New Delhi | Having penned a monograph of travel photos and poems; a collection of linked short stories, poems and photos and also a memoir, writing comes naturally to Nigerian-born Bangladeshi American writer Abeer Hoque who says it unwinds her and gives her a satisfaction that nothing else matches up to. And there’s more.
She’s working on a novel about memory loss, set in Berkeley and Brooklyn and also on a series of ekphrastic poems where she uses photographs from her collection to inspire new poems. HarperCollins India recently published her memoir ‘Olive Witch’ in which she tells about growing up in three different countries (Nigeria, where she was born and spent her childhood, the United States where she lived from high school onwards, and Bangladesh where her parents are originally from.
With poems and weather conditions framing each chapter, ‘Olive Witch’ is an intimate memoir about taking the long way home. In the 1970s, Nigeria is flush with oil money, building new universities and hanging on to old colonial habits. Hoque grew up in a small sunlit town where the red clay earth, corporal punishment and running games are facts of life. At 13, she moved with her family to suburban Pittsburgh and found herself surrounded by clouded skies and high schoolers who speak in movie quotes and pop culture slang.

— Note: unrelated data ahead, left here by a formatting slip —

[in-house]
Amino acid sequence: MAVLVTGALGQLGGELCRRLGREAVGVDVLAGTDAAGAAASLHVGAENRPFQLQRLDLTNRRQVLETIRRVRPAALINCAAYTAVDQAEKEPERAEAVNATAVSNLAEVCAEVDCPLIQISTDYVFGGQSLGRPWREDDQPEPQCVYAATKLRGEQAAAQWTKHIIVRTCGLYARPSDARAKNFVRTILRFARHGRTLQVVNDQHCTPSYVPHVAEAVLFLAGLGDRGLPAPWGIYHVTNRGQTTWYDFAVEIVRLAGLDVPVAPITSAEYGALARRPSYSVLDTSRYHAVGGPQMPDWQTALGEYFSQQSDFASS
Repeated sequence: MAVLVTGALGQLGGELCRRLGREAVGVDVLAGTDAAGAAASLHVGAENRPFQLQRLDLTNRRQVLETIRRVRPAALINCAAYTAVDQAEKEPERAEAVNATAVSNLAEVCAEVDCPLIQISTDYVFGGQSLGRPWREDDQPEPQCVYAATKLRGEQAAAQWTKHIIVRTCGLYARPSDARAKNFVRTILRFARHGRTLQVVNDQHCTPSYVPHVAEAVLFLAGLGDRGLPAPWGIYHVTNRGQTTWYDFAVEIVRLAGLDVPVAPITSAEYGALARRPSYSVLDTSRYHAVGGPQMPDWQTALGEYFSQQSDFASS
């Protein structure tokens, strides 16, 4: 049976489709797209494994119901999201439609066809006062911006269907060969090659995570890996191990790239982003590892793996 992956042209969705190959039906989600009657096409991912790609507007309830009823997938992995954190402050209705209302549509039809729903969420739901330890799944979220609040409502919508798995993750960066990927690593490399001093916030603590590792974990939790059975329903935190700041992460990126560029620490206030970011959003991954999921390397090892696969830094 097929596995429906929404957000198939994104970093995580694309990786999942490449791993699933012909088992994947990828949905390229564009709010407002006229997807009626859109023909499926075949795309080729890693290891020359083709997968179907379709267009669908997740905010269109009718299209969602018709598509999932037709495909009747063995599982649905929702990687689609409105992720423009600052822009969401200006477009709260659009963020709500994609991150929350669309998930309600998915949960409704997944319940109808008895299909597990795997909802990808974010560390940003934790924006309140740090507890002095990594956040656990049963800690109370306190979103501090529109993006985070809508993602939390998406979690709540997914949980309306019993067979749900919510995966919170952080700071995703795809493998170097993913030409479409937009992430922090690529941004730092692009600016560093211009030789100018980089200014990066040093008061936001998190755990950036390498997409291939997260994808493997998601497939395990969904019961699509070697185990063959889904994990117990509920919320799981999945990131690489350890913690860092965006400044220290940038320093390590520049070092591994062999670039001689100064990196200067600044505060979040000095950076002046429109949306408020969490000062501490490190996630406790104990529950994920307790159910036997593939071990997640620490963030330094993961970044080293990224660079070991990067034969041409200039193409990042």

Finding her place as a young woman in America proved more difficult than Hoque could have imagined. Disassociated from her parents, and laid low by academic pressure and spiralling depression, she is committed to a psychiatric ward in Philadelphia. When she moves to Bangladesh on her own, it proves to be yet another beginning for someone who is only just getting used to being an outsider – wherever she is.
Asked why she chose to pen her memoir so early in her writing career, she says, I started off as a poet and poetry is still a very big part of my writing life. I went to graduate school to get an MFA in poetry, and I fell in love with the creative nonfiction classes I took in the very beginning of the program. I started writing memoir in those classes, basically stories about my childhood and young adult years, and my classmates and teachers loved them and encouraged me to write more. But as my memoir shows, and the book before it and even the photography book, I can never leave poetry out of the picture.